If you spend days, weeks or months negotiating a deal, and the deal is subsequently reduced to writing and signed, are the negotiations which took place prior to the agreement being signed relevant in determining what you have agreed to?
Generally speaking, no.
When parties sign an agreement, the Courts will assume, as a starting point, that the written agreement contains the entire agreement between the parties.
There are some exceptions to this.
Perhaps there was an oral agreement before the a written agreement. This would mean that there is, in fact, two agreements.
If there was some misrepresentation by a party before the contract was signed, the negotiations which took place prior to the signing of the contract may be relevant regarding the effectiveness of the contract.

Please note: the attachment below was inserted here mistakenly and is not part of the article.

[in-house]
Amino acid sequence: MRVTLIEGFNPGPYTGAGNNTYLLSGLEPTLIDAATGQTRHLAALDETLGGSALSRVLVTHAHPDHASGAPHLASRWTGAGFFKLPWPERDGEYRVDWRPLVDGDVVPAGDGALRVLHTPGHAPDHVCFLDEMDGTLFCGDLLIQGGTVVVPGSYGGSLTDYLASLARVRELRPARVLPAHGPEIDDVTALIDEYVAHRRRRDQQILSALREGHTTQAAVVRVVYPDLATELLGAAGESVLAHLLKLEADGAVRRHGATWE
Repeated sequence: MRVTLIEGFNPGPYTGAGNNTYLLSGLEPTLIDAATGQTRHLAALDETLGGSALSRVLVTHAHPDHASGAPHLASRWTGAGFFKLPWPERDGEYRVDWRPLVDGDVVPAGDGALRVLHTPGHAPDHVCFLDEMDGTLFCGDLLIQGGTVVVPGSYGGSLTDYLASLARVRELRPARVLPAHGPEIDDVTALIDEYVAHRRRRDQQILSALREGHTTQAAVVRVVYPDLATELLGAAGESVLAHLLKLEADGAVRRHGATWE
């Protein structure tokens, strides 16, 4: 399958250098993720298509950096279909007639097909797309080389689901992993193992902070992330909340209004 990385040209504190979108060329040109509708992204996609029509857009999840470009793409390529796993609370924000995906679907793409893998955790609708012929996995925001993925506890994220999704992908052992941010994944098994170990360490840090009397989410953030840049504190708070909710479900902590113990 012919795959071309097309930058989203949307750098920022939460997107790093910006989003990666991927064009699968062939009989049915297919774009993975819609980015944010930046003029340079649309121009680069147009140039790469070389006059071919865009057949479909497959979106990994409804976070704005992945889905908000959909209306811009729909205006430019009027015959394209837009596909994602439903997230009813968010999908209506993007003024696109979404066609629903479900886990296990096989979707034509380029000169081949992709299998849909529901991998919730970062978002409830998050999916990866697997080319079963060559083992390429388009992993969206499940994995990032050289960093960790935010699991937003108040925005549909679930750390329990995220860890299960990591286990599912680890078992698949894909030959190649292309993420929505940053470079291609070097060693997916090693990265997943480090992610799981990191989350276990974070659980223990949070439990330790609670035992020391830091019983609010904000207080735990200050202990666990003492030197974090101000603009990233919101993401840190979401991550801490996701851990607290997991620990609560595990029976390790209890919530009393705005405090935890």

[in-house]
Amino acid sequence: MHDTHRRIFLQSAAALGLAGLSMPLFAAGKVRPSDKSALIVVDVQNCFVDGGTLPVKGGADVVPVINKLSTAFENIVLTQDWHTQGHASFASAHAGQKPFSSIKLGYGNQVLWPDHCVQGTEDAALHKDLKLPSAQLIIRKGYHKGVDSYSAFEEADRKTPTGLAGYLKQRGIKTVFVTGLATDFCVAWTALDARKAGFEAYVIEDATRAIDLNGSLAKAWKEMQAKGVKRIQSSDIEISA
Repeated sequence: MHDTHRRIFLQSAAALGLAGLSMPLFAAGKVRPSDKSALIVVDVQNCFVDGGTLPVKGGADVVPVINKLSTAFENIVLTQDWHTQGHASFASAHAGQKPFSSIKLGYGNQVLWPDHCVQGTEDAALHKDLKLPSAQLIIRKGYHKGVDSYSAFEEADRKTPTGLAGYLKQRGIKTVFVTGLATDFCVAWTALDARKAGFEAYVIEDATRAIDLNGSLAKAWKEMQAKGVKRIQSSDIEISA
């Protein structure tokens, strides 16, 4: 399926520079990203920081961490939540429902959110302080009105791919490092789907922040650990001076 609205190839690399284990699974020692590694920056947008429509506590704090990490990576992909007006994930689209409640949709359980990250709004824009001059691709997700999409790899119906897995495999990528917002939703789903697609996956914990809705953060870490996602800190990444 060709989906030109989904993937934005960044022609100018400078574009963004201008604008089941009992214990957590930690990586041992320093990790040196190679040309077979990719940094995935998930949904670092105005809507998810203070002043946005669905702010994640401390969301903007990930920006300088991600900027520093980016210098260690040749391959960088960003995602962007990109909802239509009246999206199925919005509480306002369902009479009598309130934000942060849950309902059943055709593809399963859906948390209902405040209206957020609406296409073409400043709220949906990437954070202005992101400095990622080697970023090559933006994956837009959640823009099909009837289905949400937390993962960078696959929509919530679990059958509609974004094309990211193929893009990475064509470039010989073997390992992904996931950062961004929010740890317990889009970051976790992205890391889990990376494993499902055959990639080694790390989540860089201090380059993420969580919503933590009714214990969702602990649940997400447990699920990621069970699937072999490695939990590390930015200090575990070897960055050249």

If the parties made a mistake as to what they were agreeing to, the negotiations may also be relevant in relation to whether the contract can be enforced.
If there was duress or unconscionable conduct in the negotiations, the pre-contractual dealings may also be relevant.
But the usual position is that the written contract is the whole agreement.
The reason why the Courts take this position is simple.
If a written contract is not considered to be the whole agreement, it would be very complicated to work out what had actually been agreed.
This means that contracts need to be carefully drafted so that they truly reflect the intentions of the parties.
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